Then we needed a name for the conference that would tie it all together.  But what did all these fictional styles have in common?  Four of the 7 could be gathered under the umbrella “crime fiction.”  Four often featured inhuman entities.  And we needed to say that we’d be as much about the craft of writing as with the writing itself.  After tossing around a few dozen possibilities, Denise finally nailed it when she suggested we call it Creatures, Crimes & Creativity.

Like that, a plan was in place.  Well, not quite a plan.  Actually we jointly decided that we would leap off this cliff together and build our wings on the way down.  

Saturday, July 14, 2012

Why Writers Should Guest Blog

Today's guest blogger, Heather Green, is a Christian mom, freelance writer, pet lover and the resident blogger for, a free informational website offering tips and advice about medical transcription degrees and informational websites.  Her article explains why you are reading her here instead of there today.

Keeping a blog is a great way to build community with your readers and to promote your writing. It gives you a platform to share your latest works, your writing process, and a bit about who you are as a writer. Not only does it help you to promote your work, but it allows your readers to get to know you and build a relationship with you.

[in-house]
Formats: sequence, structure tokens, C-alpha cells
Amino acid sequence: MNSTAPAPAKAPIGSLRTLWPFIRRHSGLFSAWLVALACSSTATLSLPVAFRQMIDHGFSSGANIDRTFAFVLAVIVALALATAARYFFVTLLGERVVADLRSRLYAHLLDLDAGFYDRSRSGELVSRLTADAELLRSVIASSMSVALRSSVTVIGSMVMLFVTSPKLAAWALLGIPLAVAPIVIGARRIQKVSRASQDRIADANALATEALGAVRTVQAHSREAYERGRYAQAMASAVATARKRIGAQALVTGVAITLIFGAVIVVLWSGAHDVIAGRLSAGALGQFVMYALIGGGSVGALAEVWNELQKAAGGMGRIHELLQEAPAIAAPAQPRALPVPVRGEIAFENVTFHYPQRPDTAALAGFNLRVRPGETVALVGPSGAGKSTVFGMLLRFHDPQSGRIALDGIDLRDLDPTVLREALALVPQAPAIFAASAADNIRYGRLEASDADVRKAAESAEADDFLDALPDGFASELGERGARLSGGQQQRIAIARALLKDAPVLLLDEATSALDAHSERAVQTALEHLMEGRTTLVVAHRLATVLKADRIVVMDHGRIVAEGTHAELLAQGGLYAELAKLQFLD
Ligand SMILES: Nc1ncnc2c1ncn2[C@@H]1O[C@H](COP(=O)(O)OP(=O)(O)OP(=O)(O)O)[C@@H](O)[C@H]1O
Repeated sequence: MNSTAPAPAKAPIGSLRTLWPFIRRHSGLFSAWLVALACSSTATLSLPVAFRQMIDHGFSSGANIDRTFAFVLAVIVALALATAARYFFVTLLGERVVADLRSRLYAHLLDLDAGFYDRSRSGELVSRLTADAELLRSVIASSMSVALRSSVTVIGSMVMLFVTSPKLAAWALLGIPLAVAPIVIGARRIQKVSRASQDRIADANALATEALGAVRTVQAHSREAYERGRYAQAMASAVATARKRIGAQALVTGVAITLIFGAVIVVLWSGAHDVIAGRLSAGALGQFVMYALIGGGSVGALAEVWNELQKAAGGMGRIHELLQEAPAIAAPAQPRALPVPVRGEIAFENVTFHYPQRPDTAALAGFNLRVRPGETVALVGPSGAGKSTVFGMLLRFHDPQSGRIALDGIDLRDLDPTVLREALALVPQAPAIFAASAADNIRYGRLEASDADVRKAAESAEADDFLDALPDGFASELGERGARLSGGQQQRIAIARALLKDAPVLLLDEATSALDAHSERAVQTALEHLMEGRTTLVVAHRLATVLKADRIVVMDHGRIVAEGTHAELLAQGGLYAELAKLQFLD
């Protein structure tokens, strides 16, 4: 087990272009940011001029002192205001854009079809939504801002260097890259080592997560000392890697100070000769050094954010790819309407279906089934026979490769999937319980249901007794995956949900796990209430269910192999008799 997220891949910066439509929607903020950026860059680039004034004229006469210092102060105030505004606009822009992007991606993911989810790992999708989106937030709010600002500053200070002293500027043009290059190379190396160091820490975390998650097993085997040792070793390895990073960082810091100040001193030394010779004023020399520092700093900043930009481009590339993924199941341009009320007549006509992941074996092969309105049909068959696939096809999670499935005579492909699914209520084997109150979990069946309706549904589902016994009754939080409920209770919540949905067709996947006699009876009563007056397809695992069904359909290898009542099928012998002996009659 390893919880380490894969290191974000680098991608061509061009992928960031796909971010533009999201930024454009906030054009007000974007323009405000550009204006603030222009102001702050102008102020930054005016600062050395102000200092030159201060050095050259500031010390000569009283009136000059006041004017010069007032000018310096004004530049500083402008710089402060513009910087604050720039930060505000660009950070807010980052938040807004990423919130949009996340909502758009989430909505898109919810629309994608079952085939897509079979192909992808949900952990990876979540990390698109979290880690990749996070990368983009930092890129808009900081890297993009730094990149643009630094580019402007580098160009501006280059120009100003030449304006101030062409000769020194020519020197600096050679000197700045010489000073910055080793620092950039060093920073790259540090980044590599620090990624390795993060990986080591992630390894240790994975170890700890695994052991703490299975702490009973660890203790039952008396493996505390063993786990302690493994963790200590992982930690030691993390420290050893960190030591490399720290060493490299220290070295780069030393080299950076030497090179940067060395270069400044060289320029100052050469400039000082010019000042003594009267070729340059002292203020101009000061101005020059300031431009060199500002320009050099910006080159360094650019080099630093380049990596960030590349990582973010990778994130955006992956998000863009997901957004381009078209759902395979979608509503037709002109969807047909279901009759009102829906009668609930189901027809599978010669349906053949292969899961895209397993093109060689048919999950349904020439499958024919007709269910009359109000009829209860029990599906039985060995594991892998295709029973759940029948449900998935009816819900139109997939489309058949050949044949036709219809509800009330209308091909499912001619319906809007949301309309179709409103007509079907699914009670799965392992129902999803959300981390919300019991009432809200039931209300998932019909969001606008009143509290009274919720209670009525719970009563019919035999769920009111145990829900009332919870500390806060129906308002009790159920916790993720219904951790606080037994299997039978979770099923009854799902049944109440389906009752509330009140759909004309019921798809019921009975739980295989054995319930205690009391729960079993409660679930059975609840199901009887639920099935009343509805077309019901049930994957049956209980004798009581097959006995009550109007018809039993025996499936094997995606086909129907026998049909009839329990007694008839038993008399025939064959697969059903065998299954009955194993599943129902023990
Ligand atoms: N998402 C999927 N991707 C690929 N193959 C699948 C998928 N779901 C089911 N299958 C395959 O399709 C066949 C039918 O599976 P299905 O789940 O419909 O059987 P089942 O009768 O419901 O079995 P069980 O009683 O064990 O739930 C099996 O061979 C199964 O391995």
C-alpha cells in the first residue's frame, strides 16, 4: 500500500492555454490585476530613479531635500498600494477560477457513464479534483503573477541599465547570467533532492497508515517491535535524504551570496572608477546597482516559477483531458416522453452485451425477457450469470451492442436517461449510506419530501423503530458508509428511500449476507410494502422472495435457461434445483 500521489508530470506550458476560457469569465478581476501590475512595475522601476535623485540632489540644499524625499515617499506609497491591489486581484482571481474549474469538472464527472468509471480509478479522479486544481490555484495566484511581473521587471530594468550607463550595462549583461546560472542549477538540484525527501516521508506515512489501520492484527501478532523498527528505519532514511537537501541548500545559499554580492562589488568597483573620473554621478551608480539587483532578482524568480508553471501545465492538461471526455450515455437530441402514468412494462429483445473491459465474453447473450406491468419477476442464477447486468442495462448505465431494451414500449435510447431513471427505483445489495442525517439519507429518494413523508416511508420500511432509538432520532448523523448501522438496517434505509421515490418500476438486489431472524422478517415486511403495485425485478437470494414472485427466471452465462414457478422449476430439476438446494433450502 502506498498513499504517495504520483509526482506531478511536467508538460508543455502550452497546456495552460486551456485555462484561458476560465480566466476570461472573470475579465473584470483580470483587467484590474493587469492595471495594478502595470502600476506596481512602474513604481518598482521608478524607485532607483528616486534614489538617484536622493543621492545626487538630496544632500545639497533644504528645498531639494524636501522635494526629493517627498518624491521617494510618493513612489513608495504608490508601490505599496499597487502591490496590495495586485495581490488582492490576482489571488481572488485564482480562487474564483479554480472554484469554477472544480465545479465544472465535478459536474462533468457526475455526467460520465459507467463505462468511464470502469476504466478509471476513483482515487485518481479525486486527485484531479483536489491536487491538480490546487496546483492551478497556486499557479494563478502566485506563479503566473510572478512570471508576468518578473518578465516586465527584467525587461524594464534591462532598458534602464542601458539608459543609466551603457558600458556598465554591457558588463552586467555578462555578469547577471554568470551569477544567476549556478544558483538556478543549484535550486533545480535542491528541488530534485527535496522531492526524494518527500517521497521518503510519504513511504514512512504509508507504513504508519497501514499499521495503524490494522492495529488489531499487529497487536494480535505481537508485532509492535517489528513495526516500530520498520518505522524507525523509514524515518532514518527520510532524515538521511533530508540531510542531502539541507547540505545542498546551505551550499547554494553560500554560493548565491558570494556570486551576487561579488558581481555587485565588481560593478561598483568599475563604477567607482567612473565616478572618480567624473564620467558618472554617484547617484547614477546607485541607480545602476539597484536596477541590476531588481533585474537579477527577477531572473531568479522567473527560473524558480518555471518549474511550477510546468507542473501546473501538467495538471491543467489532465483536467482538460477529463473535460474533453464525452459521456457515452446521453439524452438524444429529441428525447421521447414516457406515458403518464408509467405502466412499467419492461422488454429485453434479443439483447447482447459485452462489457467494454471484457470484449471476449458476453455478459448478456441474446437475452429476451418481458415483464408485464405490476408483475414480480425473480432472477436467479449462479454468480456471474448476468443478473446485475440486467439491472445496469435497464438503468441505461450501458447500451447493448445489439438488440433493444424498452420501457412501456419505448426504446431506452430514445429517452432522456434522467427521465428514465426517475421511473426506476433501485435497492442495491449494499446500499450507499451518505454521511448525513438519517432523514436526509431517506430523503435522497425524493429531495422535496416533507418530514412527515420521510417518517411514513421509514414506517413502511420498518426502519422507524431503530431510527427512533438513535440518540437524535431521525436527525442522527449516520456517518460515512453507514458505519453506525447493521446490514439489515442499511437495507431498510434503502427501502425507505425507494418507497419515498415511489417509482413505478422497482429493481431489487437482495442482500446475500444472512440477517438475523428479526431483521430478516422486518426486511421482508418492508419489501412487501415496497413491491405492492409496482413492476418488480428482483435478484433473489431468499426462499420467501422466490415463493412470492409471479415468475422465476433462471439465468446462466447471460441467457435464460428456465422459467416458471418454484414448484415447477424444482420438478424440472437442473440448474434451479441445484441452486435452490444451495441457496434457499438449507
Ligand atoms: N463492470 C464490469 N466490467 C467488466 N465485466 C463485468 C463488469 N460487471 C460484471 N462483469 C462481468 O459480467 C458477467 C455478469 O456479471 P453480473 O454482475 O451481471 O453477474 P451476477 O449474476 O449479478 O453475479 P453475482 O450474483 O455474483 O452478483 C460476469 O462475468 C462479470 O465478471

Guest blogging -- or writing for another person's blog -- can also benefit you. Here's why writers should consider guest blogging -- even for other writers:

Increased Exposure
Every time you get your name on another site, you are getting more exposure for you and your work. if you are lucky enough to get a guest post on a popular blog, you are getting your name in front of a large audience of potential new readers. Try to write for blogs within your niche so that you can get exposure with your target audience.

Quality Backlinks
When you guest blog, you usually get a link (or two) back to your site in your author bio at the end of your post. These links help you in two ways: 1) They increase your search-engine ranking; and 2)They send quality traffic back to your site.

The more links you get to your site, the more Google thinks that your site is an authority in your niche and the higher it will place your site in search results. The next time a reader searches for keywords in your niche, your site is more likely to be among the first results, meaning that you will get more traffic to your site. More traffic=more potential readers for your work.

Builds Authority

Writing quality content for guest posts helps you to build authority. Whether you are writing about the process of writing, the publishing industry, or any related topic, you are establishing yourself as a credible authority in your niche. The more readers see your name behind quality content, the more they will see you as a trusted source and the more likely they will be to turn to your blog as a resource.

Builds Relationships

Writing guest posts for other blogs helps you build relationships with the blogger. These relationships could lead to long-term partnerships (maybe a writing collaboration) or mutual promotional efforts. You may even pick up some useful contacts (such as agents or publishers they know). Any relationships you build now could benefit you and your writing in the future.